28. Introduction GALAXIES

Radiation is the most used tool to get information about phenomena and objects in the universum.
The frequency band comprises frequencies from 50 Herz for household plugs, to low frequencies for telephony - radio and tv - microwaves -infrared light - visible light, up to high frequencies for ultraviolet light - X-rays - gamma rays - cosmic radiation with 10^24 Herz!
Note that scaling in the above given radiation pictures is logarithmic and that the visible light frequencies lie within not more than 3000 Hz!! Indeed our eyes are of a very poor quality!
A disadvantage of radiation is that we never see what is "now": looking into a mirror at a distance of 1 meter means seeing the image of 6 nanoseconds before.
It takes about 8 minutes for sunlight to arrive at the earth.
But yet we can "look" at frequencies over the whole spectrum by translating measured frequencies into visible frequencies:
For example, in the black and white Chandra X-ray image of the supernova remnant Cassiopeia A (Cas A) shown on the left, the darker shades represent the most intense X-ray emissions, the lighter shades of gray represent the areas of less intense emission, and the white areas represent the areas of little to no emission. In the yellow and orange version in the middle, a different "color code" was shown. There, the white and yellow colors represent the areas of highest X-ray intensity, the orange to red areas represent the areas of lower intensity, and the black represents little or no emission. Computerprogrammes translate energy intensities into visible frequencies.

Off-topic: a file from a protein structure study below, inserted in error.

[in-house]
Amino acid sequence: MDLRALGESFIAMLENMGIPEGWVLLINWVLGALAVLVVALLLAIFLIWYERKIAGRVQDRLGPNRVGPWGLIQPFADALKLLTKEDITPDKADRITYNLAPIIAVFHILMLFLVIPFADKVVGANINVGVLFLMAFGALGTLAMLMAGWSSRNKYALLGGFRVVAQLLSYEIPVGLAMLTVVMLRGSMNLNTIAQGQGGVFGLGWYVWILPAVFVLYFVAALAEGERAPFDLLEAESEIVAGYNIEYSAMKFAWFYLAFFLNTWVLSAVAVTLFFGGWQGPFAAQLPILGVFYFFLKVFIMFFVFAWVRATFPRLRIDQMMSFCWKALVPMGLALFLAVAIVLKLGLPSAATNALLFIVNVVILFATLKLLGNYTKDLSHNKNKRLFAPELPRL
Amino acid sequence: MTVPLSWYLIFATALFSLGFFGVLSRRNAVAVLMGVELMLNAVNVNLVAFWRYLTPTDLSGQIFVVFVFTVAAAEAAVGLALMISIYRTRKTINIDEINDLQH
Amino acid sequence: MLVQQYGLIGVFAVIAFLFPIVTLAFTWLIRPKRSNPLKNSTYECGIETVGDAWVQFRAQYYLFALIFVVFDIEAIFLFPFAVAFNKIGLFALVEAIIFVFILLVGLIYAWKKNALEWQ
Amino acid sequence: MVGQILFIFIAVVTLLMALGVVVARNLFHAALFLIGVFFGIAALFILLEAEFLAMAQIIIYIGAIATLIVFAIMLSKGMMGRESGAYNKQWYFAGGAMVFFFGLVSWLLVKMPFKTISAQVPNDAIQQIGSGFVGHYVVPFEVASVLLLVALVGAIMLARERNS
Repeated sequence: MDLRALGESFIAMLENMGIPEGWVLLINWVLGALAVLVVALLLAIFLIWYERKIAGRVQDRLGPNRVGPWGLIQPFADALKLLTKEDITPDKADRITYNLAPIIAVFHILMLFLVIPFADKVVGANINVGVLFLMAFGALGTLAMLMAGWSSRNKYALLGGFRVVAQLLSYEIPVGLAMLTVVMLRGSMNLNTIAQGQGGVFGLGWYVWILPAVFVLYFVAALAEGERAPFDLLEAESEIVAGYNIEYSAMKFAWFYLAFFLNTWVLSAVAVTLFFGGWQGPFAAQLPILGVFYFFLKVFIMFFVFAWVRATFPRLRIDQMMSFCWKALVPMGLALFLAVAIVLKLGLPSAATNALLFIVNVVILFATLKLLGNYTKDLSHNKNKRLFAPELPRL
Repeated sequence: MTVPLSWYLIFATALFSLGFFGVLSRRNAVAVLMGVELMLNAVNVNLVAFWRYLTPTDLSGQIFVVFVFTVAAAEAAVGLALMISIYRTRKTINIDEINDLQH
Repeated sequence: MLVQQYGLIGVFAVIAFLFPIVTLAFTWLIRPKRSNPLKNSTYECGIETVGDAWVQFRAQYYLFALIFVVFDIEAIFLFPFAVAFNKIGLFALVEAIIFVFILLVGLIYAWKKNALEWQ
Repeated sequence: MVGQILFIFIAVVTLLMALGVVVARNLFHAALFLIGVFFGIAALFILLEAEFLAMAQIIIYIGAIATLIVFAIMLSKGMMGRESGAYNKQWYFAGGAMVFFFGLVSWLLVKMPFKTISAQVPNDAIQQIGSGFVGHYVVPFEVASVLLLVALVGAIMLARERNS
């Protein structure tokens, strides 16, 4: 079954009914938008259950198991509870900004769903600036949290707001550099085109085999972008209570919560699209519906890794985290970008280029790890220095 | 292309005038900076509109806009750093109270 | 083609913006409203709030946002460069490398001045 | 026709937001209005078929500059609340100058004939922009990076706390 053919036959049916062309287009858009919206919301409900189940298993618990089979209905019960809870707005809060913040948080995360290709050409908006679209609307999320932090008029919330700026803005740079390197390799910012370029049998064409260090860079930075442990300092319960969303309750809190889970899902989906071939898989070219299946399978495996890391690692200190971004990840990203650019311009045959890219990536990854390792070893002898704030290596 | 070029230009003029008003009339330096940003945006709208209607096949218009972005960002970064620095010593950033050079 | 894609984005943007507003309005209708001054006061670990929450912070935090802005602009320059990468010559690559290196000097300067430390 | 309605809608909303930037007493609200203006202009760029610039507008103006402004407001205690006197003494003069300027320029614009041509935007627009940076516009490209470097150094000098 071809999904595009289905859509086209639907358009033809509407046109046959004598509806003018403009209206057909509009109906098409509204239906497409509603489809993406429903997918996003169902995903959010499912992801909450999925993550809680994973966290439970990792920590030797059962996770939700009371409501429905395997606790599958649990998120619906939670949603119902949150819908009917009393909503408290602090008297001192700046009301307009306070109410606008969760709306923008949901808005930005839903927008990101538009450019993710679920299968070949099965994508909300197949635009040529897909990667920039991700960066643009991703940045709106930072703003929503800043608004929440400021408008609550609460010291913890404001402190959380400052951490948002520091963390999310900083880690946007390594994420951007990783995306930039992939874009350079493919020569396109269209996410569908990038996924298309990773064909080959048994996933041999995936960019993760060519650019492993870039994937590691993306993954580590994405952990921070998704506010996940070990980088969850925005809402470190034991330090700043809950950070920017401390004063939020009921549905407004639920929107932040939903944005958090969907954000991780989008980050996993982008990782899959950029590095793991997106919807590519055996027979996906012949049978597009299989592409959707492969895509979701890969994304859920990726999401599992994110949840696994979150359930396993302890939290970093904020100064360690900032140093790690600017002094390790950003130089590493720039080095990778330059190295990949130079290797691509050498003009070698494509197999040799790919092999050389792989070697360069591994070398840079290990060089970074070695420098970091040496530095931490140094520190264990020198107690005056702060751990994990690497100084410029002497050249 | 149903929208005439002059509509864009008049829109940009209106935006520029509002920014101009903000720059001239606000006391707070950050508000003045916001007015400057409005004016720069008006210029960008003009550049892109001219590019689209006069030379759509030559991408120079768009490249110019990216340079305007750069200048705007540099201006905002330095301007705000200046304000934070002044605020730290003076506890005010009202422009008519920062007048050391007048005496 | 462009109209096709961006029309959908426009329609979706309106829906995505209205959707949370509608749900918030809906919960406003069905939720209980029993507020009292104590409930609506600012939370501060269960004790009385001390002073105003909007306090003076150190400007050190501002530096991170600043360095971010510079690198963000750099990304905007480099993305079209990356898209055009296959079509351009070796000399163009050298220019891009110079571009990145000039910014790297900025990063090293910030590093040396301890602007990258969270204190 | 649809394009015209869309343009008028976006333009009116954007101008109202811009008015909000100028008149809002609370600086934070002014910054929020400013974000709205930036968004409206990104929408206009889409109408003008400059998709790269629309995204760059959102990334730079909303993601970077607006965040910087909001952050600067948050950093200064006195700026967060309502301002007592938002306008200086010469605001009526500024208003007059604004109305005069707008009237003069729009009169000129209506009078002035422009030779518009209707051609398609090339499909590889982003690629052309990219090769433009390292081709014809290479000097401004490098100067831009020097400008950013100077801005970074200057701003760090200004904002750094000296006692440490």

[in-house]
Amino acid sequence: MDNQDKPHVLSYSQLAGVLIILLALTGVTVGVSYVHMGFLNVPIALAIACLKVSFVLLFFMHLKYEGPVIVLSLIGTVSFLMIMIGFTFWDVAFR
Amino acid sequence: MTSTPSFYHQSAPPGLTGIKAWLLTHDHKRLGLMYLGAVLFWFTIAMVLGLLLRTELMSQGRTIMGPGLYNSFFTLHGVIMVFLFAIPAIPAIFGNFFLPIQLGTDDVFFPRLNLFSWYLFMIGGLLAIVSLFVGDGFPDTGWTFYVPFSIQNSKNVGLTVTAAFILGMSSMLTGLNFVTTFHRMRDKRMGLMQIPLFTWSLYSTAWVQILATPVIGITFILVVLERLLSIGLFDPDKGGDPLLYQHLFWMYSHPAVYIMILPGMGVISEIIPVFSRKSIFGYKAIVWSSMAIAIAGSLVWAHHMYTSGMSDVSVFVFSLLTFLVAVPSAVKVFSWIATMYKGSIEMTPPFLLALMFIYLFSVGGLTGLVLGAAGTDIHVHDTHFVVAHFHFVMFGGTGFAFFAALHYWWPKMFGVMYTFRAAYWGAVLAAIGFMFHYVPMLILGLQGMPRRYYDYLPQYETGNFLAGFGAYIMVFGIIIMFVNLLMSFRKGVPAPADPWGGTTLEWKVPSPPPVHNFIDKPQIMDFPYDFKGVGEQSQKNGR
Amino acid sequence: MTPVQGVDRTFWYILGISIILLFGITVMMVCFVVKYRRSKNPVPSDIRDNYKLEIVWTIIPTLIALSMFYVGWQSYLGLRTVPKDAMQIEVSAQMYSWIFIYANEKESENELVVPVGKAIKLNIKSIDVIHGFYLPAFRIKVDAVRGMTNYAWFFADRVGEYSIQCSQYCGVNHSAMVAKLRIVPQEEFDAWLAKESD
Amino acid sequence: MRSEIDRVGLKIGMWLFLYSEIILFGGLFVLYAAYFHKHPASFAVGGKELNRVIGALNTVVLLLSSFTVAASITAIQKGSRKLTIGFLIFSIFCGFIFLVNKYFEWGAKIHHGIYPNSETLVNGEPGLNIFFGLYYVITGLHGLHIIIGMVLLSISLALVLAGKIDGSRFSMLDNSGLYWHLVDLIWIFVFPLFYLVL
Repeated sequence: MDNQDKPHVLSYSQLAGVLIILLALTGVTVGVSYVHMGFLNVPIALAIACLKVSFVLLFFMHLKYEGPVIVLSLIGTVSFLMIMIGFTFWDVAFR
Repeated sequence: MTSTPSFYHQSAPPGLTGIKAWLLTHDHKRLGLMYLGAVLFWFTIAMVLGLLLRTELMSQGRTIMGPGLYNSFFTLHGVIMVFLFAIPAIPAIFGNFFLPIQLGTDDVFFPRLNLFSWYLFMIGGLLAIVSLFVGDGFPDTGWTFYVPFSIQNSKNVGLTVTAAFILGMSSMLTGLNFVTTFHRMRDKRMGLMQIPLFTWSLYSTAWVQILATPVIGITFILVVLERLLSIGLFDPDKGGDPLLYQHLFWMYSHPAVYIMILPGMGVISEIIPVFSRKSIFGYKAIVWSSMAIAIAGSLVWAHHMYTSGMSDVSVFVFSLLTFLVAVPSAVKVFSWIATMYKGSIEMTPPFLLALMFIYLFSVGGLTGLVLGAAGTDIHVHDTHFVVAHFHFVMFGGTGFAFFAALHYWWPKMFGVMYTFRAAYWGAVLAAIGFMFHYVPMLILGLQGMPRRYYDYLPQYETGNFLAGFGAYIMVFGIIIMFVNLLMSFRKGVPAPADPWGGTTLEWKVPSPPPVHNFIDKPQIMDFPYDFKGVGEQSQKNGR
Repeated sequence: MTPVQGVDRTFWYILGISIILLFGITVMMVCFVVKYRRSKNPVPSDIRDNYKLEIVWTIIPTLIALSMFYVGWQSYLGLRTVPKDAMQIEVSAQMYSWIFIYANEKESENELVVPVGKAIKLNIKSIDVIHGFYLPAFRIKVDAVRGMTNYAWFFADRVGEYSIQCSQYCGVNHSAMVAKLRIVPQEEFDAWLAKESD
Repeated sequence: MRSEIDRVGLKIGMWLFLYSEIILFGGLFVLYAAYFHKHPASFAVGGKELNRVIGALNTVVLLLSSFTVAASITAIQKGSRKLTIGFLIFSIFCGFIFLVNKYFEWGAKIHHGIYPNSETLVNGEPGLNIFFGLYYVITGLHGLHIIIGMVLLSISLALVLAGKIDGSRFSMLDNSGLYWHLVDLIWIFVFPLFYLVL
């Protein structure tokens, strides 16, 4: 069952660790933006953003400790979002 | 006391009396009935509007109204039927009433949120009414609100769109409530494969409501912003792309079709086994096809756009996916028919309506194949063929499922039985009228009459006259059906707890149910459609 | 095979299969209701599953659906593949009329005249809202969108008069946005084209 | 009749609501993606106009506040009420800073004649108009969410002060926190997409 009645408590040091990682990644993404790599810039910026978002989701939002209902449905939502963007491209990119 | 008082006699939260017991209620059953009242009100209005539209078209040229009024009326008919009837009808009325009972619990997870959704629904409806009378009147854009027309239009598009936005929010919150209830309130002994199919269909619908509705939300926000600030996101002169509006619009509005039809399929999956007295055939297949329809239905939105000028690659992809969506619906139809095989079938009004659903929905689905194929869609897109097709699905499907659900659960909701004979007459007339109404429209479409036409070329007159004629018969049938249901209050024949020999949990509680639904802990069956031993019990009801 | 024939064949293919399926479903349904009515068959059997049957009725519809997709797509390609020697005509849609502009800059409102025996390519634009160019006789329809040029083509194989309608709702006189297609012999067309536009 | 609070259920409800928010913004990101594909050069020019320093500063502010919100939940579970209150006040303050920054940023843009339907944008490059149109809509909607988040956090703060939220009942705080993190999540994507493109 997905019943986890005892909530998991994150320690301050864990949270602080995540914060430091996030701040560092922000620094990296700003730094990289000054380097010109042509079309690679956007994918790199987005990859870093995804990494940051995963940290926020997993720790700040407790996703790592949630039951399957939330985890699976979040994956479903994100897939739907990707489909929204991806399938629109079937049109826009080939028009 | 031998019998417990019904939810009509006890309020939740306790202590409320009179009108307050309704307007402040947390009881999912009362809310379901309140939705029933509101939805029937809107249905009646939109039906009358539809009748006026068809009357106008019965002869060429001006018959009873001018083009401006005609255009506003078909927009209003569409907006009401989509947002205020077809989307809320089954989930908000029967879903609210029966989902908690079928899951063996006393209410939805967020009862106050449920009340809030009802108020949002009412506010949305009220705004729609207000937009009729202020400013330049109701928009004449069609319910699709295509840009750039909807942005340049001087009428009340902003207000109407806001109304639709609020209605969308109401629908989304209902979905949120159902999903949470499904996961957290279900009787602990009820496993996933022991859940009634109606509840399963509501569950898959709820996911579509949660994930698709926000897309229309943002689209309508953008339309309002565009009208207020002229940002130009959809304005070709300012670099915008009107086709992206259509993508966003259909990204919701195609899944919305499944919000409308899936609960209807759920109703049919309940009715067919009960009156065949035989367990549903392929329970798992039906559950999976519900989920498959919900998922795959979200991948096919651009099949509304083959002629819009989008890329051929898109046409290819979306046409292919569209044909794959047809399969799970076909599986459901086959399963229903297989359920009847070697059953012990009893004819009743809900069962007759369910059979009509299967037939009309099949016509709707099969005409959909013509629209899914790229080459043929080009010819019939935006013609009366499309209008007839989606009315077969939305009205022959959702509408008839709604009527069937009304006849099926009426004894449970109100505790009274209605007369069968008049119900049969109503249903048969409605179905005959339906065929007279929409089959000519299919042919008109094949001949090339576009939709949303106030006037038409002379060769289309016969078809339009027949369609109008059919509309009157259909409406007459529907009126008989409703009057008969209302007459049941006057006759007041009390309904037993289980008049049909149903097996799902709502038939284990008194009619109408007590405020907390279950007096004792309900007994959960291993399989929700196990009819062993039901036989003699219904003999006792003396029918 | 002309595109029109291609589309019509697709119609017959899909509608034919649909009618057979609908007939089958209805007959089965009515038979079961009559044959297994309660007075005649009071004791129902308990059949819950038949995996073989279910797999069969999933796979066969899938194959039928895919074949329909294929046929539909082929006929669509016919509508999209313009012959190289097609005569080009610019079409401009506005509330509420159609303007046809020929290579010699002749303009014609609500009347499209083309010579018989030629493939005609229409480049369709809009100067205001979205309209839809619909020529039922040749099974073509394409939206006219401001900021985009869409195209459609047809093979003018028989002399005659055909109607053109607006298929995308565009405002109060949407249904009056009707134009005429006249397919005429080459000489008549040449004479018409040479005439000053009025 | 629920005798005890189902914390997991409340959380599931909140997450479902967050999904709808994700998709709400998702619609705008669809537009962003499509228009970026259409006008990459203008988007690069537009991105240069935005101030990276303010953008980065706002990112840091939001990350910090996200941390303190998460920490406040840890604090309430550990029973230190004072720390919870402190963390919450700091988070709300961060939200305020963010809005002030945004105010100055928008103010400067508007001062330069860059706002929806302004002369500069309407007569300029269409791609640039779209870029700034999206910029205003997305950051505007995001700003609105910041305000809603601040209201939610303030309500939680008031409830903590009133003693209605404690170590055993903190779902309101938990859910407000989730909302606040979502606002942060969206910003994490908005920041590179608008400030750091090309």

The version of Cas A on the right shows an image constructed by selecting different X-ray energy bands from the data, and using a color code to represent these. This representation can highlight temperature variations in the gas, with higher temperatures associated with higher energy X-rays.

Finally, we will use very often as measure of distances the LIGHTYEAR.
One lightyear or 1 ly = 9,4 x 10^17 cm
= 10 trillion km
= tienduizend billion km
= 10 x million x million km (the simplest way to remember it)

and also:
Maas of the earth = 10^24 kg
Mass of the sun = 10^30 kg, that is one million times mass earth.



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